ISC Valve

Live Testing 

Click on the button below for a live link to our accelerated quality assurance testing.

What are we Solving?

A prominent issue faced by the solar thermal energy field is the overheating of systems under stagnation conditions. These conditions are considered to be any period when the solar collector cannot transfer requisite heat to the heat transfer fluid (HTF) flowing through it, resulting in an increase in the temperature and pressure of the solar system above desirable levels. Stagnation can occur during power failures, component failures, or periods where there is minimal heat removal from the solar thermal loop.

While the magnitude of stagnation temperatures depends on climatic conditions, even mid-temperature flat plate collectors can reach well over 150 degrees celsius. This intense heat can lead to several problems for a solar thermal system and its users, including the deterioration of the HTF, fouling of the pipelines, excessive pressure on the HTF loop, degradation of absorber coating in the collectors, and user damage due to scalding temperatures. Furthermore, because of the damage stagnation causes to a solar thermal system’s components, it can ultimately decrease the thermal performance of the system and jeopardize both its utility and lifespan leading to system failure. For a more complete discussion of the potential hazards of stagnation in a solar thermal system, click here

Coming up with an answer to the problem of stagnation is of significant importance to solar thermal manufacturers and users.

Integral Stagnation Control (ISC)

​Here at QSBR Innovations, we have designed a passive stagnation control technology to solve the issue of stagnation at the source. After extensive testing, it was determined that the best way to control stagnation temperatures is to incorporate a channel that when open allows ambient air to flow through and cool the collector.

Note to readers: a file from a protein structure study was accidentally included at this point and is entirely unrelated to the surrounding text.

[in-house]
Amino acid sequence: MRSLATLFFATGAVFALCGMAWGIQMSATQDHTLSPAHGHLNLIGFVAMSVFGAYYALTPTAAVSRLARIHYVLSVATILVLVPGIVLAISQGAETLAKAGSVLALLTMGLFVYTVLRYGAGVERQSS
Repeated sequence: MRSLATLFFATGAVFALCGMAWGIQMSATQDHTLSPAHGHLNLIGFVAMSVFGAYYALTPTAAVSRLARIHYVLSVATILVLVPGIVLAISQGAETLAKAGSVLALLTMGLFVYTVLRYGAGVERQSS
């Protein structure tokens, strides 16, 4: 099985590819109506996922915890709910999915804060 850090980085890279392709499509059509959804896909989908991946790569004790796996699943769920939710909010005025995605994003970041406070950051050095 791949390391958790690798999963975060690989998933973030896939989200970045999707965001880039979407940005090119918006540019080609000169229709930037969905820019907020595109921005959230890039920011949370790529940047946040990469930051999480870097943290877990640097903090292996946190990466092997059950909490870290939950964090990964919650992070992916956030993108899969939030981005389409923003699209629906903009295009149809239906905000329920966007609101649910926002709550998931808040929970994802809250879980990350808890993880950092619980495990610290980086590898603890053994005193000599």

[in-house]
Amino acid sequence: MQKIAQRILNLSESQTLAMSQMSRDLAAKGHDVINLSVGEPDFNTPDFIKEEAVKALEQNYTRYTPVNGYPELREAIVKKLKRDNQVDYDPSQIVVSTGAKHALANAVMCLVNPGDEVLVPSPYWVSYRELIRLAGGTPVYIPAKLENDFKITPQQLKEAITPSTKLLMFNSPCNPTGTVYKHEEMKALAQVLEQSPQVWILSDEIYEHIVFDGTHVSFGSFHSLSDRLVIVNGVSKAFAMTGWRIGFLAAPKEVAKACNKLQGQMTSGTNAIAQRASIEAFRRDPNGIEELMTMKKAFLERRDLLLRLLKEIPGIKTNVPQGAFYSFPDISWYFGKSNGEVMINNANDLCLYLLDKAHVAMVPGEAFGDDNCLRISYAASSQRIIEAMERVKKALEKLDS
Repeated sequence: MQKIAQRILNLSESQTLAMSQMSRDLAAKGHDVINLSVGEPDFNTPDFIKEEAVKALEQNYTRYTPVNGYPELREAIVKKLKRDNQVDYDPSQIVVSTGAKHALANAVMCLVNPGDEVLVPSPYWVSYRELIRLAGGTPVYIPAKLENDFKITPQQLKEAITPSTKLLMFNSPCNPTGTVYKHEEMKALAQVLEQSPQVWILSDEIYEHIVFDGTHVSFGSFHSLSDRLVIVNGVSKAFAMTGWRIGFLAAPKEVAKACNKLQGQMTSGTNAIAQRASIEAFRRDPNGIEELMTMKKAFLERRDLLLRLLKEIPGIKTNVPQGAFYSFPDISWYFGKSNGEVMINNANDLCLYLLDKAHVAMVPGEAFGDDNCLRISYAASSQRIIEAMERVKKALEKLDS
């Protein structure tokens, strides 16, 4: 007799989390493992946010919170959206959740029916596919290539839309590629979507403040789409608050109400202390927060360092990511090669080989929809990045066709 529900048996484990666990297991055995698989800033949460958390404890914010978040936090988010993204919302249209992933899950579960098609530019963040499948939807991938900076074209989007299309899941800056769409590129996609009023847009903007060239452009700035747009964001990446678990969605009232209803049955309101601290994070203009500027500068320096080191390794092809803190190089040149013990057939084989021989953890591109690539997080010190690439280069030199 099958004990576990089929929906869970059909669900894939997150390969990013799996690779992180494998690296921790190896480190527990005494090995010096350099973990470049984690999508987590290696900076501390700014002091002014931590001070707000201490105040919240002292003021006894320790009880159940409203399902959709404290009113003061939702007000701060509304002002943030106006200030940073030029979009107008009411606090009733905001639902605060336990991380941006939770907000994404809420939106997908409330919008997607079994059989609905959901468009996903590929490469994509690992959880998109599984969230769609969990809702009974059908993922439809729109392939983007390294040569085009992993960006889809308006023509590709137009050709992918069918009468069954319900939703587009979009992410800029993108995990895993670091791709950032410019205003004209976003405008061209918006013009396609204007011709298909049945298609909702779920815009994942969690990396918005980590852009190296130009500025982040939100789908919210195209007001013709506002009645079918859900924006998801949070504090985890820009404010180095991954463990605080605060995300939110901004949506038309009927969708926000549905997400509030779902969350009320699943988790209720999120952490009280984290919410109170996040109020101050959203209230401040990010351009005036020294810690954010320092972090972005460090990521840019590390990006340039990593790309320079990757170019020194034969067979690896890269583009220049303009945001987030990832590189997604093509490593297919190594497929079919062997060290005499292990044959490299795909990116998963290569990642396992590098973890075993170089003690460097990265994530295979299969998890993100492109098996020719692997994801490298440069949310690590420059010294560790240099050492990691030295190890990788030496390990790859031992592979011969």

To accomplish this, a valve design was created and tested to provide optimal performance at a minimal cost. The valve is controlled by a shape memory alloy (SMA) spring, which opens the valve when the temperature in the air channel reaches a pre-determined actuation temperature* and closes when the temperature drops below that value. Two bias springs, one at each end of the valve, supply a restorative force to keep the valve aligned.

When the valve is open, ambient air flows through causing heat to be removed from the collector, capping the temperature below stagnation conditions. Since the valve is closed when the collector temperature is lower than the actuation point of the SMA spring, it simply acts as an additional insulating layer against heat loss, and the collector exhibits “the thermal properties of a high performance solar collector” [r].

*Note: for optimal performance, the actuation point of the SMA spring should be between 90-100 degrees Celsius.
The top opening of a valve-controlled air channel in one our solar collections outfitted with ISC technology.

Advantages of the ISC Valve

1) Passive